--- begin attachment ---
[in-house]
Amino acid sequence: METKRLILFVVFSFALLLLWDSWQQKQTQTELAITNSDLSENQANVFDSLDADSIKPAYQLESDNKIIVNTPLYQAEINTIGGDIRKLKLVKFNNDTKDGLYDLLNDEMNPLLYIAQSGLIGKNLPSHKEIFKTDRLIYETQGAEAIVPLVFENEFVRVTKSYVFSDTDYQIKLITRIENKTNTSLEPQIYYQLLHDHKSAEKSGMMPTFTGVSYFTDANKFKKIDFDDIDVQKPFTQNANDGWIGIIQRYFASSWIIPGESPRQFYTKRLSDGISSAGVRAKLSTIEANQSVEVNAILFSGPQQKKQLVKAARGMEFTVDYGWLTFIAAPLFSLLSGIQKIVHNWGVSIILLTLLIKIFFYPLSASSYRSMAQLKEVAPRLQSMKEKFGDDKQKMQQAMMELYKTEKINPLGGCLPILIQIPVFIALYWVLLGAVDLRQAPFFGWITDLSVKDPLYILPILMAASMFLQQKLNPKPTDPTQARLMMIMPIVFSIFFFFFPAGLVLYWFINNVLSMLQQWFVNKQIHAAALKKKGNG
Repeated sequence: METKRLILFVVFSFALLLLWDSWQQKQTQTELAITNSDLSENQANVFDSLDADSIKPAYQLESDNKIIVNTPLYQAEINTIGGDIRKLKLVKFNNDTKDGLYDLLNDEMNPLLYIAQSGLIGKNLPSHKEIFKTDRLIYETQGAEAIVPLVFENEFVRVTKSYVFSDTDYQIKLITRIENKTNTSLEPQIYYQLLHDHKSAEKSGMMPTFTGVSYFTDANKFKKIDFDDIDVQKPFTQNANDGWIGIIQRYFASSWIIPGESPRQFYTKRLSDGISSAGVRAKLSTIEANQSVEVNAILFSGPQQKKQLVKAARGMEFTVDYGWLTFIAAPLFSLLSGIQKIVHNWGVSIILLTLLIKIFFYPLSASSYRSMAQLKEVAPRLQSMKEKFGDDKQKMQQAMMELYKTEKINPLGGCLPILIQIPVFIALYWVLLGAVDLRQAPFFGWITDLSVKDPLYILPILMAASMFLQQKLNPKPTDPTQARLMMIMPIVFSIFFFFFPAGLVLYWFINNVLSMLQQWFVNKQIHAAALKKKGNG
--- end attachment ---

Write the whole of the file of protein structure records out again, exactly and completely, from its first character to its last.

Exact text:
[in-house]
Amino acid sequence: METKRLILFVVFSFALLLLWDSWQQKQTQTELAITNSDLSENQANVFDSLDADSIKPAYQLESDNKIIVNTPLYQAEINTIGGDIRKLKLVKFNNDTKDGLYDLLNDEMNPLLYIAQSGLIGKNLPSHKEIFKTDRLIYETQGAEAIVPLVFENEFVRVTKSYVFSDTDYQIKLITRIENKTNTSLEPQIYYQLLHDHKSAEKSGMMPTFTGVSYFTDANKFKKIDFDDIDVQKPFTQNANDGWIGIIQRYFASSWIIPGESPRQFYTKRLSDGISSAGVRAKLSTIEANQSVEVNAILFSGPQQKKQLVKAARGMEFTVDYGWLTFIAAPLFSLLSGIQKIVHNWGVSIILLTLLIKIFFYPLSASSYRSMAQLKEVAPRLQSMKEKFGDDKQKMQQAMMELYKTEKINPLGGCLPILIQIPVFIALYWVLLGAVDLRQAPFFGWITDLSVKDPLYILPILMAASMFLQQKLNPKPTDPTQARLMMIMPIVFSIFFFFFPAGLVLYWFINNVLSMLQQWFVNKQIHAAALKKKGNG
Repeated sequence: METKRLILFVVFSFALLLLWDSWQQKQTQTELAITNSDLSENQANVFDSLDADSIKPAYQLESDNKIIVNTPLYQAEINTIGGDIRKLKLVKFNNDTKDGLYDLLNDEMNPLLYIAQSGLIGKNLPSHKEIFKTDRLIYETQGAEAIVPLVFENEFVRVTKSYVFSDTDYQIKLITRIENKTNTSLEPQIYYQLLHDHKSAEKSGMMPTFTGVSYFTDANKFKKIDFDDIDVQKPFTQNANDGWIGIIQRYFASSWIIPGESPRQFYTKRLSDGISSAGVRAKLSTIEANQSVEVNAILFSGPQQKKQLVKAARGMEFTVDYGWLTFIAAPLFSLLSGIQKIVHNWGVSIILLTLLIKIFFYPLSASSYRSMAQLKEVAPRLQSMKEKFGDDKQKMQQAMMELYKTEKINPLGGCLPILIQIPVFIALYWVLLGAVDLRQAPFFGWITDLSVKDPLYILPILMAASMFLQQKLNPKPTDPTQARLMMIMPIVFSIFFFFFPAGLVLYWFINNVLSMLQQWFVNKQIHAAALKKKGNG